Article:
It is these kinds of distortions – as well as deep pockets when it comes to campaign contributions – that help landlords when they go to Albany. The landlord and real estate lobby have sold many legislators on the notion that the free market can solve our housing shortage. Just suspend rent regulations, the free market argument goes, and the market forces will fix everything. The housing stock will increase. Rents will decline. Well, this was already tried once. And it failed. Miserably. In 1994, rent regulation was ended in Boston and Cambridge, Massachusetts. Within a just a few years of deregulation, rents were way up. Middle and lower income residents were forced out of the city centers and into the suburbs. Neighborhoods around Boston and Cambridge quickly gentrified. Yes, landlord investment increased in about 20 percent of the buildings, but at what social cost?
As we make our voices heard, we need to remember the Massachusetts example, and also remember the reasoning behind our rent laws. All too often I hear people speak about rent regulations as if they were a subsidy, gift, or charity taken from the hands of landlords and given to a select lucky few. And I also hear the argument that rent regulation should not be tied to individual apartments and should instead only be granted to means-tested tenants. If you know the history of rent regulations, you know these arguments are misguided.
Just to give you some context, the first rent regulations were established during World War II by the Federal government to prevent price gouging during the war. The price controls at that time covered everything from milk to coffee to nylon for stockings. The problem was – and is – not simply high rents, but the profiteering that comes with a shortage of a critical good. We should no more condone price gouging on rents in the midst of our city’s extreme housing shortage than we should condone price gouging on groceries or gasoline in the wake of a hurricane.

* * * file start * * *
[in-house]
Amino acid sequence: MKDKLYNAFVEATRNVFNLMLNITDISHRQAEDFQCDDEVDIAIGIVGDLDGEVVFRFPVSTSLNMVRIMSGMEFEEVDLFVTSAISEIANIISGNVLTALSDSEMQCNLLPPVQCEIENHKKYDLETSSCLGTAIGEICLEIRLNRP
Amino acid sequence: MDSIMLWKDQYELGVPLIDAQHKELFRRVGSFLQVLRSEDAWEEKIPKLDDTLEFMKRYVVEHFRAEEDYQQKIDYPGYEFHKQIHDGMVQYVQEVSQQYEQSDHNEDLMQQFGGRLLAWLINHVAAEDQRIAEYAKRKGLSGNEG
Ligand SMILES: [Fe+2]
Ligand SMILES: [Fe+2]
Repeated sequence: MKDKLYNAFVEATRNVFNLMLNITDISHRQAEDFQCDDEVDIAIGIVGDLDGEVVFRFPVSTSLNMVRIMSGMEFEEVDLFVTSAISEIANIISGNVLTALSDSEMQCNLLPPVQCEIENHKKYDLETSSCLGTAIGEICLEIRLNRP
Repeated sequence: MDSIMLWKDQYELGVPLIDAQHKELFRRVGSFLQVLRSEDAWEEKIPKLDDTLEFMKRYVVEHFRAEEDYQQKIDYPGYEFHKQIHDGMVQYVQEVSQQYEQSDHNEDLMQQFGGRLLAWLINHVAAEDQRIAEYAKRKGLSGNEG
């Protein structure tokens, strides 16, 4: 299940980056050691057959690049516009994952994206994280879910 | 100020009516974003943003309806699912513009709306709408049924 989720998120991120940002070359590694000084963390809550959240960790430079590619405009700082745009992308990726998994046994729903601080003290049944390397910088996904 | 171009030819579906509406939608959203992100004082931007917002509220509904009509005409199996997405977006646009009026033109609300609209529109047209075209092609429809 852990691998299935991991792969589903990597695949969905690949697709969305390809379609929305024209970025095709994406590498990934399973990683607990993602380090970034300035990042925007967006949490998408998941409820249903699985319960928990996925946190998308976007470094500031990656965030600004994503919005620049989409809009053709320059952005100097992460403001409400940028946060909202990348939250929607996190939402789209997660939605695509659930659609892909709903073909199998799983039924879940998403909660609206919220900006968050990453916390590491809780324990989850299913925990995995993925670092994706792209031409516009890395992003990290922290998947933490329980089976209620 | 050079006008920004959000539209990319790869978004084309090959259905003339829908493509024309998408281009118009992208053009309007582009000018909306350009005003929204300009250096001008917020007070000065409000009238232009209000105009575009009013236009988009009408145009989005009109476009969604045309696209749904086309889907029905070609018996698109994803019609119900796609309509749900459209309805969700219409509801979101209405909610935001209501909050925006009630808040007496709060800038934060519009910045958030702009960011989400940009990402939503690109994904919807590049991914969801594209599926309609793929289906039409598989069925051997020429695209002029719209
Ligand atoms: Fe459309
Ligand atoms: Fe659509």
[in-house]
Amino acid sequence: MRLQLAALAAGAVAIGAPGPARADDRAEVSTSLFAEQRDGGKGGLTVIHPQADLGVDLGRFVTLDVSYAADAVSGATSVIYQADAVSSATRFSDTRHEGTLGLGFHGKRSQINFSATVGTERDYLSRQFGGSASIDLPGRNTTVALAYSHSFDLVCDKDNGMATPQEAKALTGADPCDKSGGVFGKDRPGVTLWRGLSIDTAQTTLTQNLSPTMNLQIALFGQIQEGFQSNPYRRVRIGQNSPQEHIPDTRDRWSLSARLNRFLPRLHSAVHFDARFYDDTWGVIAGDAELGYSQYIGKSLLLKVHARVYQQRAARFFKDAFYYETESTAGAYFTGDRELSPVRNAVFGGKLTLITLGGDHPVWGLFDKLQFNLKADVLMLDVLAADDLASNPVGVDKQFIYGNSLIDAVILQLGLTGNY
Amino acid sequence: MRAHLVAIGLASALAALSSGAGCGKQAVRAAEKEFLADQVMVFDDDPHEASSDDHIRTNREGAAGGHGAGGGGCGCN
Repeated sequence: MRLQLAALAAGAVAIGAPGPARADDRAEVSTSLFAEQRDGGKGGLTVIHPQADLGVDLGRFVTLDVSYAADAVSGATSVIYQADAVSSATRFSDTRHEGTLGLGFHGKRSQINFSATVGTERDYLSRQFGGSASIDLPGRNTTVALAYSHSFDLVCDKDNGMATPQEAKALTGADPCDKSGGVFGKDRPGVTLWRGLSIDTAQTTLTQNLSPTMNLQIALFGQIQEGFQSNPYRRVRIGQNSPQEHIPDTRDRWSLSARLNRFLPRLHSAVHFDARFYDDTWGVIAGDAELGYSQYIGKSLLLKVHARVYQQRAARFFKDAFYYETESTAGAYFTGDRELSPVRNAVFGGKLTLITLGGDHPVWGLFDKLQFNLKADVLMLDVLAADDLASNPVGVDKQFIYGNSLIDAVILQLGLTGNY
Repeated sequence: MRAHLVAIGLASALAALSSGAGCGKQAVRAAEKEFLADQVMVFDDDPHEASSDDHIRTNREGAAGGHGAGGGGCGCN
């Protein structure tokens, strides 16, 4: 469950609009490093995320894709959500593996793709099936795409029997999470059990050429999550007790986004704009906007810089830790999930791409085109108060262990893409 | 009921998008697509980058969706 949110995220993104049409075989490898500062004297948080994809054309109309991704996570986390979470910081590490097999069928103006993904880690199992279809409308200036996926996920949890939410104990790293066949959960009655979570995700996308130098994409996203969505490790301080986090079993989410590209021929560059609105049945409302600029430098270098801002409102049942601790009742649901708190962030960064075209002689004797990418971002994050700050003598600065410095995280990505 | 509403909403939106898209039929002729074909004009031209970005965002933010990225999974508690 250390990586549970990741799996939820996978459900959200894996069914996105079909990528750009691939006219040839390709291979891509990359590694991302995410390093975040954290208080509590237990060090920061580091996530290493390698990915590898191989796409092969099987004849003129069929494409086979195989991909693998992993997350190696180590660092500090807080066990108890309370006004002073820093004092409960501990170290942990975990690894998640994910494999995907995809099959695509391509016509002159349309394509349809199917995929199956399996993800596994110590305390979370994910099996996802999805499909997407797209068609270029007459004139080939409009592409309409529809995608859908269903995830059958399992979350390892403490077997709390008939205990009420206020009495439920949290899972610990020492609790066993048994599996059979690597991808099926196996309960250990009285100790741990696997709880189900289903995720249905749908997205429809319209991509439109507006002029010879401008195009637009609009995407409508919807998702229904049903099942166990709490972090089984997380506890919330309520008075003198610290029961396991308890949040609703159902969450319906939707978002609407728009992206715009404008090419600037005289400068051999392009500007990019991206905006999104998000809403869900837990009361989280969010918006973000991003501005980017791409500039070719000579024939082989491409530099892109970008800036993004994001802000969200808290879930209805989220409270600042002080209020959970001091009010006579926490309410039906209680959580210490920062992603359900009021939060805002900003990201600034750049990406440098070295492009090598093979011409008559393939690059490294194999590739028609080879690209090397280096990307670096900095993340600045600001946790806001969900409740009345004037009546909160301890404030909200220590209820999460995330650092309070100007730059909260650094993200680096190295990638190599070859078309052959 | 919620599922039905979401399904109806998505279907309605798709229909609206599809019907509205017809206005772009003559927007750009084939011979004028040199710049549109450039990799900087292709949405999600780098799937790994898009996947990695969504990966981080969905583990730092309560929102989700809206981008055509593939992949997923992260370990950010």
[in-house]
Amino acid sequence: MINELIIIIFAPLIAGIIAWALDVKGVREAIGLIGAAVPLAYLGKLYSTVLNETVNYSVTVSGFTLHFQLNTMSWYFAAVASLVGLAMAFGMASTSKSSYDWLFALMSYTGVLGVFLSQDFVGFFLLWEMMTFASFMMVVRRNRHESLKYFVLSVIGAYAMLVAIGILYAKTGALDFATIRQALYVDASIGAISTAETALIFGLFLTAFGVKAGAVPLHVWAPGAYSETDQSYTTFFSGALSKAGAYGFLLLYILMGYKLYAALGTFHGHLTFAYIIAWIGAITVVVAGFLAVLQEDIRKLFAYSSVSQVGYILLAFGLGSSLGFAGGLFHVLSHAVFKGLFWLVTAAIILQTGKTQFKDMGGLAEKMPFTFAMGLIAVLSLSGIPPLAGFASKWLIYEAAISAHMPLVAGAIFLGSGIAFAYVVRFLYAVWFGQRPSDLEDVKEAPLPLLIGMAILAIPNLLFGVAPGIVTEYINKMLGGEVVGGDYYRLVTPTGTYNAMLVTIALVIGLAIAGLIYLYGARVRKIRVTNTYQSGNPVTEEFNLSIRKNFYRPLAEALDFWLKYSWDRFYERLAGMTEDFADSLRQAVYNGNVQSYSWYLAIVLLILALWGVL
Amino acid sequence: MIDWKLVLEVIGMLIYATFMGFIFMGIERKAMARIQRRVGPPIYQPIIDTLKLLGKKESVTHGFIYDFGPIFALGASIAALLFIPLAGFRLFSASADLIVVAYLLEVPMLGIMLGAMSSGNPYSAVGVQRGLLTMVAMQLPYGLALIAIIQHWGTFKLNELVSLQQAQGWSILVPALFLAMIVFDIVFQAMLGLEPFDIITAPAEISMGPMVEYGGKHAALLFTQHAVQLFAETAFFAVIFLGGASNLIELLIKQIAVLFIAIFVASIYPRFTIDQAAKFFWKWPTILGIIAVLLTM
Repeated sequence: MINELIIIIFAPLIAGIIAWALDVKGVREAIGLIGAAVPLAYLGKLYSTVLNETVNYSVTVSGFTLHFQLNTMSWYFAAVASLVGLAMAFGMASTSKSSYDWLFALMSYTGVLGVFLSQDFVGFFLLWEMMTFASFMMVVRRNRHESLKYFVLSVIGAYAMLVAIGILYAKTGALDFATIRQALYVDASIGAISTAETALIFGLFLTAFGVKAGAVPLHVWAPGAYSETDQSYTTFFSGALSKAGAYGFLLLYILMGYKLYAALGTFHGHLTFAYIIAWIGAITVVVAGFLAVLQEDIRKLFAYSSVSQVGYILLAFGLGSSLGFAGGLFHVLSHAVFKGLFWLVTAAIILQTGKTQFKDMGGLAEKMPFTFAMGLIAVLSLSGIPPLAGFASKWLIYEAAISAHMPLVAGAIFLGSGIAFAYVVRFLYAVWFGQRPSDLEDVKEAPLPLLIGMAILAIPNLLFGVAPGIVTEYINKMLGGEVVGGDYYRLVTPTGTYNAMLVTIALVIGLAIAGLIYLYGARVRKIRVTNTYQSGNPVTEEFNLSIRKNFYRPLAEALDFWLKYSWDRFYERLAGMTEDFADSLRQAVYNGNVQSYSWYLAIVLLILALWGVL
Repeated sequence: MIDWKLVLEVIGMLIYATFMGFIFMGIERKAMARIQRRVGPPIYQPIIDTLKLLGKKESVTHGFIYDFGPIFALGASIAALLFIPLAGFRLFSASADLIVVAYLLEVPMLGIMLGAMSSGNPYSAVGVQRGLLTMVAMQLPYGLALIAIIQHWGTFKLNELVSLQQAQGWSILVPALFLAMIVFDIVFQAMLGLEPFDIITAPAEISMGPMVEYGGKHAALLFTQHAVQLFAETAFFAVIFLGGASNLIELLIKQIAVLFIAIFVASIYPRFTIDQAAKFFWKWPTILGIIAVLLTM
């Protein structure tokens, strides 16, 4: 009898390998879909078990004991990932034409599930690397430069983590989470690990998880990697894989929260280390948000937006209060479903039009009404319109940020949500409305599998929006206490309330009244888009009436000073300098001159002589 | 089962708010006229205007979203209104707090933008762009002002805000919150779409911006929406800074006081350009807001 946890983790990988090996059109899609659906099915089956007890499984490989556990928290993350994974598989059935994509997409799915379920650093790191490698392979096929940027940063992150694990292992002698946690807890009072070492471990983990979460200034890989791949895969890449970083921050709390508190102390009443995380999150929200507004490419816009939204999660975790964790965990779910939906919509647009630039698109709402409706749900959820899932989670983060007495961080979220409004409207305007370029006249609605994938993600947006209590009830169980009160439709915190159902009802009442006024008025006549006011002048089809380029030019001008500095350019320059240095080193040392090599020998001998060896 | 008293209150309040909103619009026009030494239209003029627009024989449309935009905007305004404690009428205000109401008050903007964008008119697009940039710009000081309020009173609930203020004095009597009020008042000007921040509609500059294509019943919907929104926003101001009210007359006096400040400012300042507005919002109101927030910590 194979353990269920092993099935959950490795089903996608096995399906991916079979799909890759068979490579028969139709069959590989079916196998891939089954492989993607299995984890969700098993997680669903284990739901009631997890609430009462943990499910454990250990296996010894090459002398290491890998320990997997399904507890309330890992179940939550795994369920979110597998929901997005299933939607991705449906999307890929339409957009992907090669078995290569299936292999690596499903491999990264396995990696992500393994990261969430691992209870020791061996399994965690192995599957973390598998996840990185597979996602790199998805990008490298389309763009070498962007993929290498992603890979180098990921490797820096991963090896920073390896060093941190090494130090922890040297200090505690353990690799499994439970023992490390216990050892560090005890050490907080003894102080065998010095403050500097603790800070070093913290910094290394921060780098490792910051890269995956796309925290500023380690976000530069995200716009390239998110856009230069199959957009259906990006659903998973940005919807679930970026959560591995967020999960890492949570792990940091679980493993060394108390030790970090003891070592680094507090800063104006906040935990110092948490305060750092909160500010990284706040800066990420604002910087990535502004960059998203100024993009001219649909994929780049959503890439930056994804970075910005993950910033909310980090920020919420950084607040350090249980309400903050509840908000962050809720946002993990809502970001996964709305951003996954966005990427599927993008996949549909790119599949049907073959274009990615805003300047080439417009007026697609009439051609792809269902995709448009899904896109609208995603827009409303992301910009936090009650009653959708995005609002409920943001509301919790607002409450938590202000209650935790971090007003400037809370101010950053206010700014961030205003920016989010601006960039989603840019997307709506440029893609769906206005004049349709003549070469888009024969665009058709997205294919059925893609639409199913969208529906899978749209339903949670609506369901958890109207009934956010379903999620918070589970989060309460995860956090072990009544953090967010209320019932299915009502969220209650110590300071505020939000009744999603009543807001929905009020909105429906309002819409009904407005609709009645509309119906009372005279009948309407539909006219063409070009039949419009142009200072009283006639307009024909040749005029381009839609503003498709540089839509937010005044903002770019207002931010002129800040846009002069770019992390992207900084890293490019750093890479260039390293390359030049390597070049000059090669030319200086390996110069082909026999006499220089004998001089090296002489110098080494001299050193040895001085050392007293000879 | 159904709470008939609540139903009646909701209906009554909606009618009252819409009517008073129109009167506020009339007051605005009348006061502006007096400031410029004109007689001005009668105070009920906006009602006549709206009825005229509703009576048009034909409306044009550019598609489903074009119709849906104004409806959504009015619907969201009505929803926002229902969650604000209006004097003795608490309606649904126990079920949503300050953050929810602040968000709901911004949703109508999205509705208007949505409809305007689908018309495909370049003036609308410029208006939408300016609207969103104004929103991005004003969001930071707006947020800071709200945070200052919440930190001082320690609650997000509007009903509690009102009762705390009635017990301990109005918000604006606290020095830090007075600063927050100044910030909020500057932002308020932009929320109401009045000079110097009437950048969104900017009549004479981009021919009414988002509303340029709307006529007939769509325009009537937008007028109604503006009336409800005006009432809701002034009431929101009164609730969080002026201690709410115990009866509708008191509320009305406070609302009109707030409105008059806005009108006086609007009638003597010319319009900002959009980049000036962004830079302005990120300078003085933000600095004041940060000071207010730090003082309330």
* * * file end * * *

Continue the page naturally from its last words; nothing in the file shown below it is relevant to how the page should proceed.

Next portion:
In this squeezed real estate market, where everyone is desperately competing for every inch of space, tenants in unregulated units are forced to pay significantly more than that apartment would otherwise be worth. Left unchecked, as high-income families are forced to take homes that would otherwise have gone to middle income families, who take homes that would otherwise have gone to low-income families, we all end up accepting less than we should. This is the race to the bottom that rent regulations stand against, and why rent regulations cover not just price, but housing quality.
We all know unregulated tenants who have had to find a new home after they asked their landlord to repair a ceiling leak, to remove mold or fix a failing boiler – all of which violate the warranty of habitability, which guarantees tenants’ right to a safe and decent home. Unfortunately, it’s a risky proposition to complain about the lack of services or repairs in your building if you don’t have a legal right to a renewal lease or statutory tenancy, which are afforded by rent stabilization and rent control respectively unless the landlord can show cause for eviction.
Next time you hear someone – a neighbor, an elected official, anyone – repeating the lie that rent regulations go to the undeserving, or that those in regulated apartments are raising rents for everybody else, confront them with the facts. Along with campaign finance reform, changing the narrative on rent regulation is key to advancing the tenant agenda.